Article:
Ebrahim Ali Matar of Al Wefaq party. “So far, all of [the crown prince’s] speeches about reform are vague, without a clear scope or frame. The main obstacle to political reform is the ruling family,” he adds. “Until now, there has been no willingness by the government to put in place political reforms that will allow people to elect their own representatives.” The majority of Bahrain’s population, 70 percent, is Shia while the ruling elite is Sunni, which has led to much tension over the years. The Bahraini government is largely controlled by the ruling family, the al Khalifas. Eighty percent of the cabinet, which is appointed by King Hamad, is made up of al Khalifa family members. The Shura Council’s 40 members are also appointed while the Council of Representatives, whose forty members are elected, held 18 Shia members, all of the main opposition party Al Wefaq, until they collectively resigned from their posts as a result of the recent violent clashes. The MPs say they will not stand for election until reforms to start the transition to a constitutional monarchy have been put in place. The national, let alone international media, have rarely paid much attention to these issues until the Tunisian Jasmine Revolution kicked off a series of protests that swept the region from December 2010 until today. The clashes in Bahrain are not only the result of the revolutionary spirit currently sweeping large parts of the Middle East, though media audiences might be forgiven for mistakenly thinking so, since riots – a common occurrence in the kingdom for years - haven’t received much interest in the international press until recently. But the atten-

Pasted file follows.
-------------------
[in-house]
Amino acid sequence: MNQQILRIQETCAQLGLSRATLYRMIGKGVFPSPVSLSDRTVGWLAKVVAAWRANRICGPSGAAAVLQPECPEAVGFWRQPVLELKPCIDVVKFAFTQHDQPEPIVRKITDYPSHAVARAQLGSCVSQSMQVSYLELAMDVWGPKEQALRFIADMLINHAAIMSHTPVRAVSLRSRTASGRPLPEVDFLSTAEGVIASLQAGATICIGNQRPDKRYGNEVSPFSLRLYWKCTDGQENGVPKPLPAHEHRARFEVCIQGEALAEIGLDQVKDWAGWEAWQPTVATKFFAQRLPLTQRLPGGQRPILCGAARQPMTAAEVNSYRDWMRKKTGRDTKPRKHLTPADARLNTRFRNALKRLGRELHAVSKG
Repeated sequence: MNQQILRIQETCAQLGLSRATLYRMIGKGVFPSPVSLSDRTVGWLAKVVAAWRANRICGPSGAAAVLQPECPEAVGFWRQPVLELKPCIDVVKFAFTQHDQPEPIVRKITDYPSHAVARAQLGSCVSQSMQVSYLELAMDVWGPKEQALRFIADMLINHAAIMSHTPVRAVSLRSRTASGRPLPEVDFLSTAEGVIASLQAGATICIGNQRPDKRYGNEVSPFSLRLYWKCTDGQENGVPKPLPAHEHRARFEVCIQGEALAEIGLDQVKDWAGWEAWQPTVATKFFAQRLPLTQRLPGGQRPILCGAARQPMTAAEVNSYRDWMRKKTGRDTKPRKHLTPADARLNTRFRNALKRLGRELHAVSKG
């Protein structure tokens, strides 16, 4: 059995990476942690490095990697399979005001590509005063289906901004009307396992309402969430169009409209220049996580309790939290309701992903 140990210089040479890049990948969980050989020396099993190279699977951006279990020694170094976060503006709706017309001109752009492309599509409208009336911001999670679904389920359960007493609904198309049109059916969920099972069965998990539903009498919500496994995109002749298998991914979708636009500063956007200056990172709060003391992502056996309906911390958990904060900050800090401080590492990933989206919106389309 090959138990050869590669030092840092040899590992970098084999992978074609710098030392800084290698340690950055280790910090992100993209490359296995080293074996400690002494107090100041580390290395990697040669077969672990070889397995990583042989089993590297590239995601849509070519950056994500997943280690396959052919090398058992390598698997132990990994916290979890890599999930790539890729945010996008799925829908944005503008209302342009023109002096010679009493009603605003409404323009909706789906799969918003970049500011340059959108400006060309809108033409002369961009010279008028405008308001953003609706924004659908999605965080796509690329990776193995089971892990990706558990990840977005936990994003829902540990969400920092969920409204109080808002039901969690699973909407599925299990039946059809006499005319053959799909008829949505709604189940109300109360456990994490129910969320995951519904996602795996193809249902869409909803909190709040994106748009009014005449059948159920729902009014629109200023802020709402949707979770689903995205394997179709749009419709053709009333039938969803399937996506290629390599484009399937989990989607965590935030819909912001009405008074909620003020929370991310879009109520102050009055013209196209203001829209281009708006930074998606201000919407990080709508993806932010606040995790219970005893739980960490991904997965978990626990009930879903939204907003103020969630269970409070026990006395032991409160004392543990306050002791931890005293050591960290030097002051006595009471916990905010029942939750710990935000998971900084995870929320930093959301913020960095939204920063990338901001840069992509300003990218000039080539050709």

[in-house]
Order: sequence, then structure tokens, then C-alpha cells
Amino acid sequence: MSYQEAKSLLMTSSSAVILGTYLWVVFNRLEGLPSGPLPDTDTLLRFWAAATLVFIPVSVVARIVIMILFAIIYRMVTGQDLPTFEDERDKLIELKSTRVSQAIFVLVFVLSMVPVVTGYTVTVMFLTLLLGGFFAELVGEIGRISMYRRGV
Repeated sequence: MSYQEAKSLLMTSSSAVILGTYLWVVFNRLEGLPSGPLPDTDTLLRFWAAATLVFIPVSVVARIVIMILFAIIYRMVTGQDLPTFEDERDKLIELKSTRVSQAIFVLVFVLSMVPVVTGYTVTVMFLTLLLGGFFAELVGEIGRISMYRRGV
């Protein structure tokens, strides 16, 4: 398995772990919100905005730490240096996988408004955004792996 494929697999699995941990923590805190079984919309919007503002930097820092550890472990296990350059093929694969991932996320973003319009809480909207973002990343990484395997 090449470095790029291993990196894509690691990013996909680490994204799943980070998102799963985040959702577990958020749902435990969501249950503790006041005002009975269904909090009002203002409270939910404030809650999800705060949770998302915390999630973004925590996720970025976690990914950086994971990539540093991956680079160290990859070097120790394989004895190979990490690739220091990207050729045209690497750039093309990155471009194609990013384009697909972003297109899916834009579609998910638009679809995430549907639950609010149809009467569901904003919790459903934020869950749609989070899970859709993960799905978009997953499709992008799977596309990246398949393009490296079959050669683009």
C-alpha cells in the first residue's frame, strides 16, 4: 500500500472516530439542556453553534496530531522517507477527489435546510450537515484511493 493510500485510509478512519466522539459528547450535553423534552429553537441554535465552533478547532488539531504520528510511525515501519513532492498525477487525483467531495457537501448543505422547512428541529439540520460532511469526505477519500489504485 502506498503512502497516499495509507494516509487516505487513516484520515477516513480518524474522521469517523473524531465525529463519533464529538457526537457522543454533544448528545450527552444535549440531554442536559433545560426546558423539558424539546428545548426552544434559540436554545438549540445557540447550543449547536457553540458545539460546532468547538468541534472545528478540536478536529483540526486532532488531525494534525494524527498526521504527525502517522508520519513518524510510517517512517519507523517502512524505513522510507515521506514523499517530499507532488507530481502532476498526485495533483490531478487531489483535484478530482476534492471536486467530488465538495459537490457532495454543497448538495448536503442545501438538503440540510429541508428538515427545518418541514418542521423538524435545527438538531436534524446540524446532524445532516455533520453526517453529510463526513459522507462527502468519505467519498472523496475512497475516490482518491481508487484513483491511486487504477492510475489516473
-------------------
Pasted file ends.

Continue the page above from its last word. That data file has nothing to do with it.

“We never know when we get attacked again. They go on TV and say they won’t shoot again, but then they change their mind.”